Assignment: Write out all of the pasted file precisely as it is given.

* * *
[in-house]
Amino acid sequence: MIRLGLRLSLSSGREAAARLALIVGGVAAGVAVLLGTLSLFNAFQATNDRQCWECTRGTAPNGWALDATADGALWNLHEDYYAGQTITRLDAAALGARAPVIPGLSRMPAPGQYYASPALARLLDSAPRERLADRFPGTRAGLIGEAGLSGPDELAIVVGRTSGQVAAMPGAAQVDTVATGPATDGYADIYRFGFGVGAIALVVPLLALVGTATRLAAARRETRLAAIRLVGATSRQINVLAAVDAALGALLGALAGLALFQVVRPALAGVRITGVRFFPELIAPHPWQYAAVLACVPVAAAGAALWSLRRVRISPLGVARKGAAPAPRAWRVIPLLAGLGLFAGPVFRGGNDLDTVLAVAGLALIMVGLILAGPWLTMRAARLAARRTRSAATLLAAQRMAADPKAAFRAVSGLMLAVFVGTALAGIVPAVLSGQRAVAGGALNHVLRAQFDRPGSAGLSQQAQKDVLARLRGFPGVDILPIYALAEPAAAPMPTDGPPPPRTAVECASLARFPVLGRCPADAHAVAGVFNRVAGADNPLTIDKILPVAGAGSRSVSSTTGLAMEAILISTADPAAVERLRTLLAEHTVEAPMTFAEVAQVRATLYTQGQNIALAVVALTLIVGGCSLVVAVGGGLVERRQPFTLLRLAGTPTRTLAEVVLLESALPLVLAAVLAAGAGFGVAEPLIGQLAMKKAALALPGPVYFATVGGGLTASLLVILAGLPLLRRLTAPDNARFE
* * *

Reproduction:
[in-house]
Amino acid sequence: MIRLGLRLSLSSGREAAARLALIVGGVAAGVAVLLGTLSLFNAFQATNDRQCWECTRGTAPNGWALDATADGALWNLHEDYYAGQTITRLDAAALGARAPVIPGLSRMPAPGQYYASPALARLLDSAPRERLADRFPGTRAGLIGEAGLSGPDELAIVVGRTSGQVAAMPGAAQVDTVATGPATDGYADIYRFGFGVGAIALVVPLLALVGTATRLAAARRETRLAAIRLVGATSRQINVLAAVDAALGALLGALAGLALFQVVRPALAGVRITGVRFFPELIAPHPWQYAAVLACVPVAAAGAALWSLRRVRISPLGVARKGAAPAPRAWRVIPLLAGLGLFAGPVFRGGNDLDTVLAVAGLALIMVGLILAGPWLTMRAARLAARRTRSAATLLAAQRMAADPKAAFRAVSGLMLAVFVGTALAGIVPAVLSGQRAVAGGALNHVLRAQFDRPGSAGLSQQAQKDVLARLRGFPGVDILPIYALAEPAAAPMPTDGPPPPRTAVECASLARFPVLGRCPADAHAVAGVFNRVAGADNPLTIDKILPVAGAGSRSVSSTTGLAMEAILISTADPAAVERLRTLLAEHTVEAPMTFAEVAQVRATLYTQGQNIALAVVALTLIVGGCSLVVAVGGGLVERRQPFTLLRLAGTPTRTLAEVVLLESALPLVLAAVLAAGAGFGVAEPLIGQLAMKKAALALPGPVYFATVGGGLTASLLVILAGLPLLRRLTAPDNARFE